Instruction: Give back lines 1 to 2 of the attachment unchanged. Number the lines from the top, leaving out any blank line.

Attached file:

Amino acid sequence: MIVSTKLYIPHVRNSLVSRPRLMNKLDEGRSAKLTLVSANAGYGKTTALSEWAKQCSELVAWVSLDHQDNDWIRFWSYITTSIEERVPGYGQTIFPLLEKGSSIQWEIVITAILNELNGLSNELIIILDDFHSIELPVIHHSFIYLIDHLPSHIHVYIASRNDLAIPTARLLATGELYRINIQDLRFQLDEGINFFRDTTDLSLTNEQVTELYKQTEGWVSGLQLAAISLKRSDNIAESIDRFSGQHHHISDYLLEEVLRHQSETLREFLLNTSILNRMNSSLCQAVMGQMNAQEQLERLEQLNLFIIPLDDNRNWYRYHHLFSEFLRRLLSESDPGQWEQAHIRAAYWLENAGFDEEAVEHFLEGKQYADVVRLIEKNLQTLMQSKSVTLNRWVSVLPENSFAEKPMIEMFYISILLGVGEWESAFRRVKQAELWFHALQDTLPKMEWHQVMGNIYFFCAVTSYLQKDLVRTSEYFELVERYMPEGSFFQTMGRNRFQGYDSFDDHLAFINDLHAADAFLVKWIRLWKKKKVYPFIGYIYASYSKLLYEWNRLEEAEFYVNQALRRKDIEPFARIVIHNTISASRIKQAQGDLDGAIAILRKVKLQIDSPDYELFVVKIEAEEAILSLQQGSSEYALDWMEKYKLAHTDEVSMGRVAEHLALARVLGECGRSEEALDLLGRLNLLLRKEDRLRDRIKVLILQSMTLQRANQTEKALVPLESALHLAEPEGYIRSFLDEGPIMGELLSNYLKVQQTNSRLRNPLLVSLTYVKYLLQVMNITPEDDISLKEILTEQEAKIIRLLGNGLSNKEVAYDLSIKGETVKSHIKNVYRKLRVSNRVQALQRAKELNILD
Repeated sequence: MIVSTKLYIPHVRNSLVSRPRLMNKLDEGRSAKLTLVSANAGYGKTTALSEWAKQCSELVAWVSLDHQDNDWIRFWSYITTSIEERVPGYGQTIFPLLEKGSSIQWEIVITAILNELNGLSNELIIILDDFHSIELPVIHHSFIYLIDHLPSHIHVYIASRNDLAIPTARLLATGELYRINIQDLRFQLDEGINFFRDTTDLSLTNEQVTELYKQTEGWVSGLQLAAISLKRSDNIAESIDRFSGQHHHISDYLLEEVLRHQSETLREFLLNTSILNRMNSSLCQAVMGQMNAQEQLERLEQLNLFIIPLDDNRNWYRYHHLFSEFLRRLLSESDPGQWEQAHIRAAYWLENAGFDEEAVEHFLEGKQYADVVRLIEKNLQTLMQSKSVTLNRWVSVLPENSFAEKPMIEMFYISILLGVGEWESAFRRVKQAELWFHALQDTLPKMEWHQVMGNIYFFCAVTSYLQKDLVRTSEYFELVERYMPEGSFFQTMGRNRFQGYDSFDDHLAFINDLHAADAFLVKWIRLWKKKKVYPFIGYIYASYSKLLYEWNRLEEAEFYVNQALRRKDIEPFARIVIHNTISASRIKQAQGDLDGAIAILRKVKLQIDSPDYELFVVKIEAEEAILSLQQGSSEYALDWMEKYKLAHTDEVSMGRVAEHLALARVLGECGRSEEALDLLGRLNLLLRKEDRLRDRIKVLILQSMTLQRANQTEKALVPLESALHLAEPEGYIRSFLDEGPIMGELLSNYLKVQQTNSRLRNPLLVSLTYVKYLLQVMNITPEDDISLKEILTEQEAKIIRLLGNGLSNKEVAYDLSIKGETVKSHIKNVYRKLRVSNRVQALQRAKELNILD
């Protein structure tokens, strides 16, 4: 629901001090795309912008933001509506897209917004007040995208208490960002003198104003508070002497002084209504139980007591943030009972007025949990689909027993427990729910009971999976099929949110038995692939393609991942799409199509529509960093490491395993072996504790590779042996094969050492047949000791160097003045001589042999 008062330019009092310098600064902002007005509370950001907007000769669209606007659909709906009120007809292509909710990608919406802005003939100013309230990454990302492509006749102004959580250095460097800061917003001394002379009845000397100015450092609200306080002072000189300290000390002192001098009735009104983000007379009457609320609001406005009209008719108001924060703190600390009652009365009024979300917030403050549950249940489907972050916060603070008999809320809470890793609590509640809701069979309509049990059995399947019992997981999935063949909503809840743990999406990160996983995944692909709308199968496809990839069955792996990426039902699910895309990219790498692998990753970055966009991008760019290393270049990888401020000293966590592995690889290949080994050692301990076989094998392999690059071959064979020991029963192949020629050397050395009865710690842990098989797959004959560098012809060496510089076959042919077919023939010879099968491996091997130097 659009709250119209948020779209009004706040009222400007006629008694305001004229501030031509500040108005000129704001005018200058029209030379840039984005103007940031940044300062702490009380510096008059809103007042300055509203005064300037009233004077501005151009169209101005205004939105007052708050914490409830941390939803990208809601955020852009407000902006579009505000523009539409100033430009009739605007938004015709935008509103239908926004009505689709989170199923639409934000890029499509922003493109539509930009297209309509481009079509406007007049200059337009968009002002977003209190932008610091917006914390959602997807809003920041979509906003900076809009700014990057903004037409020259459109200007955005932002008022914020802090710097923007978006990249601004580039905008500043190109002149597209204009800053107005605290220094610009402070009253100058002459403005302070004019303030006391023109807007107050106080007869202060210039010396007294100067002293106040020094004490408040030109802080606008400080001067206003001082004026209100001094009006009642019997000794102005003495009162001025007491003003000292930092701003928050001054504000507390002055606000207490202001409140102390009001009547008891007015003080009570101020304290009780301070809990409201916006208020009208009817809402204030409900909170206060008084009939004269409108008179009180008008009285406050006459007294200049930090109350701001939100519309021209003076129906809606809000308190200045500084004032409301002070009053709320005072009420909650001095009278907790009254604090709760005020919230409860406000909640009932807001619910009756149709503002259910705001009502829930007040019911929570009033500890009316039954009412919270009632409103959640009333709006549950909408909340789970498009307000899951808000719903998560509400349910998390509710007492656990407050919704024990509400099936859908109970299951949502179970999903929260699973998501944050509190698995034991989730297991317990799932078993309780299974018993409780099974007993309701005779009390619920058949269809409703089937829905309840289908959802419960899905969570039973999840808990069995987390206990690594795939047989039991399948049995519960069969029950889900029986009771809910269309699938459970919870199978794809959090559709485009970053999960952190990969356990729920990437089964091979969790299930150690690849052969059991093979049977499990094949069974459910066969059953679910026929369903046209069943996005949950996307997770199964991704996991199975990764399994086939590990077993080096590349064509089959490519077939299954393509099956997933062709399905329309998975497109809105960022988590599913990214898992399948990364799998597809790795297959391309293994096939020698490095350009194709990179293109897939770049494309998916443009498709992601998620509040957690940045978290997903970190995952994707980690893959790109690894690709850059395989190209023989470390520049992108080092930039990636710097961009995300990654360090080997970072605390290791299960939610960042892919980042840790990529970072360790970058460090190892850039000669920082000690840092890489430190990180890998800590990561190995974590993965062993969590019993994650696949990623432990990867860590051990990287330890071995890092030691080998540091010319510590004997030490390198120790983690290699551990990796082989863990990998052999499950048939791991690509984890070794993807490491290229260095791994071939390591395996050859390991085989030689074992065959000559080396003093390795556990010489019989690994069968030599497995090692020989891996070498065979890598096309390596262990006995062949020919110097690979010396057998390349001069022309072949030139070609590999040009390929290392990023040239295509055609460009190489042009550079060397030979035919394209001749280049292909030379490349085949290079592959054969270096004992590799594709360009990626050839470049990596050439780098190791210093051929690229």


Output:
Amino acid sequence: MIVSTKLYIPHVRNSLVSRPRLMNKLDEGRSAKLTLVSANAGYGKTTALSEWAKQCSELVAWVSLDHQDNDWIRFWSYITTSIEERVPGYGQTIFPLLEKGSSIQWEIVITAILNELNGLSNELIIILDDFHSIELPVIHHSFIYLIDHLPSHIHVYIASRNDLAIPTARLLATGELYRINIQDLRFQLDEGINFFRDTTDLSLTNEQVTELYKQTEGWVSGLQLAAISLKRSDNIAESIDRFSGQHHHISDYLLEEVLRHQSETLREFLLNTSILNRMNSSLCQAVMGQMNAQEQLERLEQLNLFIIPLDDNRNWYRYHHLFSEFLRRLLSESDPGQWEQAHIRAAYWLENAGFDEEAVEHFLEGKQYADVVRLIEKNLQTLMQSKSVTLNRWVSVLPENSFAEKPMIEMFYISILLGVGEWESAFRRVKQAELWFHALQDTLPKMEWHQVMGNIYFFCAVTSYLQKDLVRTSEYFELVERYMPEGSFFQTMGRNRFQGYDSFDDHLAFINDLHAADAFLVKWIRLWKKKKVYPFIGYIYASYSKLLYEWNRLEEAEFYVNQALRRKDIEPFARIVIHNTISASRIKQAQGDLDGAIAILRKVKLQIDSPDYELFVVKIEAEEAILSLQQGSSEYALDWMEKYKLAHTDEVSMGRVAEHLALARVLGECGRSEEALDLLGRLNLLLRKEDRLRDRIKVLILQSMTLQRANQTEKALVPLESALHLAEPEGYIRSFLDEGPIMGELLSNYLKVQQTNSRLRNPLLVSLTYVKYLLQVMNITPEDDISLKEILTEQEAKIIRLLGNGLSNKEVAYDLSIKGETVKSHIKNVYRKLRVSNRVQALQRAKELNILD
Repeated sequence: MIVSTKLYIPHVRNSLVSRPRLMNKLDEGRSAKLTLVSANAGYGKTTALSEWAKQCSELVAWVSLDHQDNDWIRFWSYITTSIEERVPGYGQTIFPLLEKGSSIQWEIVITAILNELNGLSNELIIILDDFHSIELPVIHHSFIYLIDHLPSHIHVYIASRNDLAIPTARLLATGELYRINIQDLRFQLDEGINFFRDTTDLSLTNEQVTELYKQTEGWVSGLQLAAISLKRSDNIAESIDRFSGQHHHISDYLLEEVLRHQSETLREFLLNTSILNRMNSSLCQAVMGQMNAQEQLERLEQLNLFIIPLDDNRNWYRYHHLFSEFLRRLLSESDPGQWEQAHIRAAYWLENAGFDEEAVEHFLEGKQYADVVRLIEKNLQTLMQSKSVTLNRWVSVLPENSFAEKPMIEMFYISILLGVGEWESAFRRVKQAELWFHALQDTLPKMEWHQVMGNIYFFCAVTSYLQKDLVRTSEYFELVERYMPEGSFFQTMGRNRFQGYDSFDDHLAFINDLHAADAFLVKWIRLWKKKKVYPFIGYIYASYSKLLYEWNRLEEAEFYVNQALRRKDIEPFARIVIHNTISASRIKQAQGDLDGAIAILRKVKLQIDSPDYELFVVKIEAEEAILSLQQGSSEYALDWMEKYKLAHTDEVSMGRVAEHLALARVLGECGRSEEALDLLGRLNLLLRKEDRLRDRIKVLILQSMTLQRANQTEKALVPLESALHLAEPEGYIRSFLDEGPIMGELLSNYLKVQQTNSRLRNPLLVSLTYVKYLLQVMNITPEDDISLKEILTEQEAKIIRLLGNGLSNKEVAYDLSIKGETVKSHIKNVYRKLRVSNRVQALQRAKELNILD